Here are insurance policies no household should be without:
Medical. This is the most critical -- and unfortunately, the most expensive -- coverage you need. When comparing plans, consider:
- Are your doctors in their provider networks? If not, can you afford out-of-network charges -- or are you willing to find new doctors?
- Are your medications covered under the plan's drug formularies?
- Do they restrict specialized services you might need like maternity, mental health or weight reduction treatments?
- If you choose catastrophic coverage in order to lower premiums, can you afford the high deductible in case of an accident or major illness? (Note: In a recent Kaiser survey, fewer than 20 percent of respondents with high-deductible plans understood that preventive office visits, medical tests and screenings don't count toward their deductible, meaning these preventive care measures are free or have only a modest copayment. Read your plan carefully so you're not leaving valuable benefits on the table.)
- If your employer doesn't offer medical insurance, can you obtain coverage through your spouse's employer?
- If you were recently laid off, ask about COBRA continuation coverage through your former employer.
- If you're under age 26, you may be able to enroll in a parent's plan, even if married or not living at home, thanks to the Affordable Care Act. (See HealthCare.gov for details.)
- Most states provide high-risk insurance for people who don't qualify for private insurance. It's costly, but no one can be turned away. Visit www.naschip.org for information.
- Health Insurance Portability and Accountability Act (HIPAA) insurance may provide coverage if your COBRA coverage has expired and you don't qualify for private insurance. Eligibility rules are very complicated so consult a knowledgeable insurance broker.
Homeowner/renter. Faulty plumbing, fires, theft and home-accident lawsuits are just a few catastrophes that could leave you without possessions or a place to live. A few tips:
- "Actual cash value" coverage repairs or replaces belongings, minus the deductible and depreciation, whereas "replacement cost" coverage will replace the items in today's dollars. Depreciation can significantly lower values, so replacement coverage is probably worth the extra expense.
- Jewelry, art, computers and luxury items usually require additional coverage.
- Review your coverage periodically to adjust for inflation, home improvements, new possessions, change in marital/family status, etc.
- The market is competitive, so compare your rate with other insurance carriers. Make sure to get "apples to apples" quotes, since policies may have varying provisions.
Vehicle. You probably can't even get a driver's license without demonstrating proof of insurance. Consider these coverage options:
- "Liability" pays if you cause an accident that injures others or damages their car or other property.
- "Uninsured motorist" pays for damage caused to you or your car by an uninsured motorist.
- "Collision" pays for damage to your car resulting from a collision and "comprehensive" pays for damage to your car caused by things like theft, vandalism and fire. However, they only pay up to the actual cash value (ACV) minus deductibles. Because the ACV for older cars is low, repairs often cost more than the car is worth; therefore many older-car owners drop this coverage and increase liability instead.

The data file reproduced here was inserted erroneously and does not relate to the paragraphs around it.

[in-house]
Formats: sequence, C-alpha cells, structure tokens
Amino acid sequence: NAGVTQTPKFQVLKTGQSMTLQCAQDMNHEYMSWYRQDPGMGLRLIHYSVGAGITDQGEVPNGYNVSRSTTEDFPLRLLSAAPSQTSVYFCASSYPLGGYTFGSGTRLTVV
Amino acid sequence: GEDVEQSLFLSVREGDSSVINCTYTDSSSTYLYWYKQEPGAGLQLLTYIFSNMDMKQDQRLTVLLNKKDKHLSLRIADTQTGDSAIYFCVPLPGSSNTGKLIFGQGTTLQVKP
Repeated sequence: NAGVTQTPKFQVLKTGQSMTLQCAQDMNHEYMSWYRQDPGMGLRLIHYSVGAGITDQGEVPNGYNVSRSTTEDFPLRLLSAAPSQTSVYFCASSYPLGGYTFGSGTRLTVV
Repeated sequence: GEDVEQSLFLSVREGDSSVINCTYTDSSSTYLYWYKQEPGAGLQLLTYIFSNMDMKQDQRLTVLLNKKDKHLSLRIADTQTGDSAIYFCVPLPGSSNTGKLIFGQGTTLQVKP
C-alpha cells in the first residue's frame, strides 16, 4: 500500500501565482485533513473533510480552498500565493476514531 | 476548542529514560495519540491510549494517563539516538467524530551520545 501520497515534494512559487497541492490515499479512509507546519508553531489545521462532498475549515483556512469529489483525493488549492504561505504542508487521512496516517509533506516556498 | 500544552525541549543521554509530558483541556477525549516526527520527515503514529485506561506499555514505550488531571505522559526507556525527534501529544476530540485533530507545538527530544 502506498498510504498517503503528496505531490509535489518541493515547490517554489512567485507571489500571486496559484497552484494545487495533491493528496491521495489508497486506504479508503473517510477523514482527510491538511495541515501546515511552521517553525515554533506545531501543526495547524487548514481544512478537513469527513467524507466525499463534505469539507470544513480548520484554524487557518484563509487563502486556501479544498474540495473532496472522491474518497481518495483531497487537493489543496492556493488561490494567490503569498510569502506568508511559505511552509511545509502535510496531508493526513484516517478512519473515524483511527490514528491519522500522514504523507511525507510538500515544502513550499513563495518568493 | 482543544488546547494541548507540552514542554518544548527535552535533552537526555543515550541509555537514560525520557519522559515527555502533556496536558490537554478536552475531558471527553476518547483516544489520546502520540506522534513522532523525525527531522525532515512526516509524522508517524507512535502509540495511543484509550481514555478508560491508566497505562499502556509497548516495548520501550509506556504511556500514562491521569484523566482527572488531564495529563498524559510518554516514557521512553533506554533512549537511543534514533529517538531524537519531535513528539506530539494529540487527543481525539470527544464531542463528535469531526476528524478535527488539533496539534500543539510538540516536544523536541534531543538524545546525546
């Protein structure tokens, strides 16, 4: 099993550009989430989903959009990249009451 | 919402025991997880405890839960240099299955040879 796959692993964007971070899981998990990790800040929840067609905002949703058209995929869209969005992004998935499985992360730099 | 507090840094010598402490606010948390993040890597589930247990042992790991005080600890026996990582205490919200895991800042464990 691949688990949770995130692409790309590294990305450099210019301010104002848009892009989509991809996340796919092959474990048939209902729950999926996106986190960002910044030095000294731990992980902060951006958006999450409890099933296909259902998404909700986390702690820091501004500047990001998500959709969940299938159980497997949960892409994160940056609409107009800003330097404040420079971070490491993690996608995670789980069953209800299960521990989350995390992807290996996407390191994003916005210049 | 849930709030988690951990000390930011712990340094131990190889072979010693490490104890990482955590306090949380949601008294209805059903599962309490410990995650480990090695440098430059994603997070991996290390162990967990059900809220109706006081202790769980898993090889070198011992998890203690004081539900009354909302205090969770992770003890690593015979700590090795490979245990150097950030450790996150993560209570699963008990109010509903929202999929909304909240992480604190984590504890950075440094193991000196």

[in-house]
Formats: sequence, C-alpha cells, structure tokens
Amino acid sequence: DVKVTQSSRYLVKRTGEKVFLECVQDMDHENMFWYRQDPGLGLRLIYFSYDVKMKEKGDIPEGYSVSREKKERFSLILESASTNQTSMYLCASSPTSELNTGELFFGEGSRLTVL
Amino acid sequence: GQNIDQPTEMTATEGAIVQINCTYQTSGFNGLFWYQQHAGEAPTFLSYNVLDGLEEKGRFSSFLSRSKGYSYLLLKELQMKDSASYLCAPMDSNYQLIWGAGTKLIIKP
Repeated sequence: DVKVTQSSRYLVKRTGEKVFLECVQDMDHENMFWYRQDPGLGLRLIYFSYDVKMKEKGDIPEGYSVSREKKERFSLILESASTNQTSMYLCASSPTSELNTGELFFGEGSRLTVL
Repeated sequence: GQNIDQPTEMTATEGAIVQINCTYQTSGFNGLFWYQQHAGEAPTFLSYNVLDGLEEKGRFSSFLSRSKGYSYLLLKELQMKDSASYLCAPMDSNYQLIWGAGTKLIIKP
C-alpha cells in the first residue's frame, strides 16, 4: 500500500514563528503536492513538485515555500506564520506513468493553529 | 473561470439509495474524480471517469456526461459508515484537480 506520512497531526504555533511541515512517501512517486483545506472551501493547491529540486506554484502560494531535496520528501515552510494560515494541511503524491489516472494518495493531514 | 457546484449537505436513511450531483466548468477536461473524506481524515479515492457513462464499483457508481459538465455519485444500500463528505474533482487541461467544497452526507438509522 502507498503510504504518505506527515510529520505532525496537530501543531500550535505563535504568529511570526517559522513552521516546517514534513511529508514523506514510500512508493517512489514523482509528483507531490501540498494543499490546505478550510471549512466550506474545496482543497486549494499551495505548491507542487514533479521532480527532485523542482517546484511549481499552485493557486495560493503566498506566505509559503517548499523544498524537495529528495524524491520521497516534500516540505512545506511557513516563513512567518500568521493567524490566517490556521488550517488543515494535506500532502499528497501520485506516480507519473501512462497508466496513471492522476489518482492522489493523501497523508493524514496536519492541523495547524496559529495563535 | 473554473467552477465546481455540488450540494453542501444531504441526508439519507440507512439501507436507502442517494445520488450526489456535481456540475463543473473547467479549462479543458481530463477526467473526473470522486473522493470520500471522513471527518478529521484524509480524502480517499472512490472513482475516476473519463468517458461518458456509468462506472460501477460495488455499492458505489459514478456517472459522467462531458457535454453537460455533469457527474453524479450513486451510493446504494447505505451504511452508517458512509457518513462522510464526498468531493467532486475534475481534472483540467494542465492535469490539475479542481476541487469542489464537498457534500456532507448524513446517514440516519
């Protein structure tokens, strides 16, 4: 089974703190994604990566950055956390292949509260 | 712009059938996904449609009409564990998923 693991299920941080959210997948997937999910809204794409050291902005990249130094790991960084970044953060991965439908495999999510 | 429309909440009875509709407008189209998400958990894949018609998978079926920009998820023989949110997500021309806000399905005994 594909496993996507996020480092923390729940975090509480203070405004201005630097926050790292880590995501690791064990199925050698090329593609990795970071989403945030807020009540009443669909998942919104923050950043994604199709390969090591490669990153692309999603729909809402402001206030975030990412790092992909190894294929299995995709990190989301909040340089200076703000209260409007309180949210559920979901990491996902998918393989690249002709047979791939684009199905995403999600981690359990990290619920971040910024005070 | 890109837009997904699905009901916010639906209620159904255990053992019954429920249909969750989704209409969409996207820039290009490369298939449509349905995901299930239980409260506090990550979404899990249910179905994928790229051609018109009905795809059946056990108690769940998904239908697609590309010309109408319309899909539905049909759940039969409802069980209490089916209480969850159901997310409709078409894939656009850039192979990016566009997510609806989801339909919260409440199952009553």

- (Note: If you drop collision/comprehensive, your policy may not protect you for that coverage on rental cars, so don't automatically waive the rental collision/comprehensive insurance without checking.)
- Common ways to lower premiums include: Raising deductibles; discounts for good drivers, exceeding age 55 or installing security systems; comparison shopping; and buying homeowner and car insurance from the same carrier.
Umbrella policy. If you own significant property, investments or savings, consider buying an "umbrella policy," which supplements your existing homeowners and auto insurance policies with additional personal liability insurance. It's a relatively cheap way to protect yourself from expensive lawsuits -- the first $1 million in coverage usually costs only $200 to $400, with additional $1 million increments considerably cheaper.
Life insurance. If you're single with no dependents, you may be able to get by with minimal or no life insurance -- although you may want enough to cover your own funeral expenses. But if your family depends on your income, experts recommend buying coverage worth at least five to 10 times your annual pay. A few other considerations:
- Many employers offer coverage, but if you're young and healthy you may be able to get a better deal on your own.
- After your kids are grown you may be able to lower your coverage; although you should carefully consider your spouse's retirement needs.
- You probably don't need life insurance on your children since they don't have earnings to offset; but you might want spousal coverage if you depend on each other's income or would need to pay for child care to keep working full time.
- If your divorce settlement includes alimony and/or child support, buy a life insurance policy on the person paying it, naming the receiving ex-spouse as beneficiary.
- SmartMoney.com has an online calculator that can help you determine how much coverage you should have.
Don't gamble your future financial stability by passing on vital insurance coverage -- the odds aren't in your favor.
This article is intended to provide general information and should not be considered legal, tax or financial advice. It's always a good idea to consult a legal, tax or financial advisor for specific information on how certain laws apply to you and about your individual financial situation.